This blog is named after a line in T.S. Eliot’s 1920 poem “The Love Song of Alfred J. Prufrock.”
You can read the poem on bartleby.com.
It’s been a while since I visited my own blog. I started out thinking that this time, this blog, this idea, this project, this time I would keep at it. Well, I haven’t. Recently, going through emails that I also have not been keeping up with, I came across an email that someone liked my blog and was following it. I thought that I should take a look for myself, again. It’s taken me a few days to get back here . . .
I was thrilled by all the correspondence that I received about the poetry postings that I did on facebook during April (and which was the gneiss of this blog). Among the many poems people shared with me, some publicly and some privately, this one by the 19th century Zen monk, Ryokan, delighted me most. Perhaps it is because I have always loved the haiku form, though this poem (in its English translation) is not haiku strictly speaking (perhaps it conforms in the original Japanese, but somehow, I imagine that Ryokan was not concerned with that) . . . despite its syllable count, I am enchanted by it silly because, in brevity, it tells so much.
Left behind by the thief
in the window.
Thanks to Ken T. for sending me this poem; it led to me searching out Ryokan on-line (I love the internet as a library . . . a revolution in research which I do not think we fully comprehend as we live through it and as we sort through the vast amount of misinformation available as well.) and was how I found the this is not a poem poem I posted earlier. In his email, Ken also told me about a living poet and a Catholic nun, Sister Mary Lou Kownacki, who used Ryokan’s poems in a lectio devina practice as the jumping off point to writing her own poetry . . . her “mighty response” to the above poem, as Ken termed it is this:
Some mistake –
This old lady’s skin I wash
Pretends it is mine.
For me, Ryokan’s poem validates my idea of wealth and prosperity, transcendental wealth and prosperity , yes; however, for the author to to know the value of what was left behind implies, to me (through my own experience) that knew its value before the robbery, when he had tangible possessions of value. I suspect that it was, already his most valued “object'” for its status alone is mentioned in this “crime report,” and that if he had valued any of the now gone physical items, he would not be able to then convince himself of the wealth bestowed on him my this window view.
Of course, that was a long explanation of a compact poem . . . a koan even, and takes away from its beauty . . ah but then I am not a Zen monk, but an English Major . . . and so verbosity has value for me.
Sister Mary Lou’s poem, in response, is also concerned with what is left behind. Though if Ken had not told me, I may not have recognized that it was in response to Ryokan’s poem. On the surface of the poem what is left behind is wrinkled skin, however delving deeper into the poem (and the good sister-poet, for that matter) what is left behind, after “being robbed by time,” and what remains inside is her youth, so much so that she does not recognize herself.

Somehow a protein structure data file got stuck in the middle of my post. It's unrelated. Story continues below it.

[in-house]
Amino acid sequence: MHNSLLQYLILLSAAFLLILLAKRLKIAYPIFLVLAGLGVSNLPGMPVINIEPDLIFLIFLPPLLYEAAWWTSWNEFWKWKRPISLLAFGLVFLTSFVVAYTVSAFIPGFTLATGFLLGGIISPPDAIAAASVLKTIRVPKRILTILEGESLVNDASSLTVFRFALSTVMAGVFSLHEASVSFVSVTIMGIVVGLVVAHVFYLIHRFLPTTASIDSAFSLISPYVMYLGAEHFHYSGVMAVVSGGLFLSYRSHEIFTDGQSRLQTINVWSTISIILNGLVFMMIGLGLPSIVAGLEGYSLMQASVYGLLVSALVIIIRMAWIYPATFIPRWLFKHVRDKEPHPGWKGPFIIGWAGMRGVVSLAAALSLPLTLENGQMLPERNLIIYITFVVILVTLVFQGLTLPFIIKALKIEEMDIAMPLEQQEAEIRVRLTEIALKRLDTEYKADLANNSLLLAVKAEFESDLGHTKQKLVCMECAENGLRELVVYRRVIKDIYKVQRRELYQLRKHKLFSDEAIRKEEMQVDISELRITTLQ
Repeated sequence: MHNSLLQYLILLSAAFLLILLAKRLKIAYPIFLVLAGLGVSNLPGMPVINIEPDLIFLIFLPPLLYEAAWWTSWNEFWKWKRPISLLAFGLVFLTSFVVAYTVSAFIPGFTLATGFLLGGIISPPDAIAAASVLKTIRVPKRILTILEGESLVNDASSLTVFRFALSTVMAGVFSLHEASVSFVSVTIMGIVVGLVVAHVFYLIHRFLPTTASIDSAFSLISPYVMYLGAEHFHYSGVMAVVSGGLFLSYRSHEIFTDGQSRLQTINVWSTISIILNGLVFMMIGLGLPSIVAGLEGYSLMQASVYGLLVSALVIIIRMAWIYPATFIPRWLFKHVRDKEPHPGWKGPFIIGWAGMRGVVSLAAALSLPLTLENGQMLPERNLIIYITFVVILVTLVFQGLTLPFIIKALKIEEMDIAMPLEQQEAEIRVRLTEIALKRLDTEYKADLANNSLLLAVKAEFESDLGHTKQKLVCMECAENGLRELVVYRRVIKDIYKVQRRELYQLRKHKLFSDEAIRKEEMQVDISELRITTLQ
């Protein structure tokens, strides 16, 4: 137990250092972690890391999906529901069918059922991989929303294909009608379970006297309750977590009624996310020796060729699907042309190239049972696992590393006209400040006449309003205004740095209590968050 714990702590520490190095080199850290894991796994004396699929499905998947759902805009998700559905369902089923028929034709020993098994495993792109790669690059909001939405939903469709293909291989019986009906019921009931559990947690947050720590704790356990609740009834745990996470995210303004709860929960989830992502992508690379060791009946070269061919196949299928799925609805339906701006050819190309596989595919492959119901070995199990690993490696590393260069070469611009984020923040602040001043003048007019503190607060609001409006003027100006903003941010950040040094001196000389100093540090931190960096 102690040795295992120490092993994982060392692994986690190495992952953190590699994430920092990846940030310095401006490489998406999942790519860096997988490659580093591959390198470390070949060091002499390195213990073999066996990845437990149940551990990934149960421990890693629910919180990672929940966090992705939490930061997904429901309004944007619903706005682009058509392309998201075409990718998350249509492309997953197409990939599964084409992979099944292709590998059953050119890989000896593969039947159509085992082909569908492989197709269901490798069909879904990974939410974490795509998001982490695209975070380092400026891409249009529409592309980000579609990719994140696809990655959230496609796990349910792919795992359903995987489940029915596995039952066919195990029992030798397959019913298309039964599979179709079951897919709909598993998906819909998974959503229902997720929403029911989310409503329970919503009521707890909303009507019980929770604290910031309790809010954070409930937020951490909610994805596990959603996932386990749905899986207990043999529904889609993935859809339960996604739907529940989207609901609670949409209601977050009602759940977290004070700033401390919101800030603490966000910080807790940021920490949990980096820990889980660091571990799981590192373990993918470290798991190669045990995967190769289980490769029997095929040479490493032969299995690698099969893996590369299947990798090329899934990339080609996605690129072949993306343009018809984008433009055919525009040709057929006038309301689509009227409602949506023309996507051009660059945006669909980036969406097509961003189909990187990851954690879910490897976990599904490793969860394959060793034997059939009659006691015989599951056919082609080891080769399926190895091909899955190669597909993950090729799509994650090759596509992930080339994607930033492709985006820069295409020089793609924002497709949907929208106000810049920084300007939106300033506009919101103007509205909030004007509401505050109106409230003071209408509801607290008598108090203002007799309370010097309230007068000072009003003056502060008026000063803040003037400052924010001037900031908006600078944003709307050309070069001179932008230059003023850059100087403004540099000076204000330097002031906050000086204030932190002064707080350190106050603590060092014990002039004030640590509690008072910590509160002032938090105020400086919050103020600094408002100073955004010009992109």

Goodness knows, that when I spy my reflection in the subway window, I think to myself, “Who is that white-haired man sitting in my seat?”
Click this link for the poem Marianne Moore Announces Lunch by Kay Ryan.
The Untied Statesian* Poet Laureate, Kay Ryan will be reading here in Cambridge on Monday, June 3, 2013 as part of Cambridge Center for Adult Education (CCAE) as part of their “Blacksmith House Poetry Series.” The Blacksmith House is the village blacksmith’s house “under the spreading Chestnut tree,” that Longfellow made famous in his poem The Village Blacksmith and just down the street from Longfellow’s home. Today, the historic blacksmith house is where I take drawing classes at CCAE. Most of the series readings take place in the “Old Smithy” on Brattle Street, though this one will be at the First Parish Church around the corner on the appropriately named Church Street.
* The term “American” so often used to describe a citizen, object, ideal that originates and/or resides in the fifty United States of America ignores the fact that there are other North American, Central American and South American countries and cultures which are also “American.” And though in the USA we are indeed American, so are Venezuelans and Canadians. The spanish word for what we would term “american” is “estadounidense,” which I interpret as “United Statesian.”
Wednesday, 1 May 2013
This past April, I decided to post a poem a day to my facebook page, and I enjoyed looking up poems that I have enjoyed in the past and/or still wondered about in the present.
I have decided to continue posting poetry that I am reading and that others have shared with me over the course of the last month.I found this poem today when I was doing some research on playwright Tennessee Williams. It is from the book My Friend Tom: The Poet Playwright Tennessee Williams by William Jay Smith (2012; U. Press of Mississippi). The title of this poem, “Odyssey,” seemed appropriate to begin this new venture . . . and so let’s begin.
I found this poem today when I was doing some research on playwright Tennessee Williams. It is from the book My Friend Tom: The Poet Playwright Tennessee Williams by William Jay Smith (2012; U. Press of Mississippi).
The title of this poem, “Odyssey,” seemed appropriate to begin this new venture . . . and so let’s begin.
Odyssey By Tennessee Williams
It seemed infinity to him
With eagles crying in the dawn;
Importunately then he dreamed
Of lands forever leading on!
A boundless continent was this,
The early morning of the mind—
But evening heard a serpent hiss
Or moth wings fluttering the blind,
And presently the pilgrim turned
Exhausted toward the nearest gate
And as a final lesson learned
That even Death could make him wait.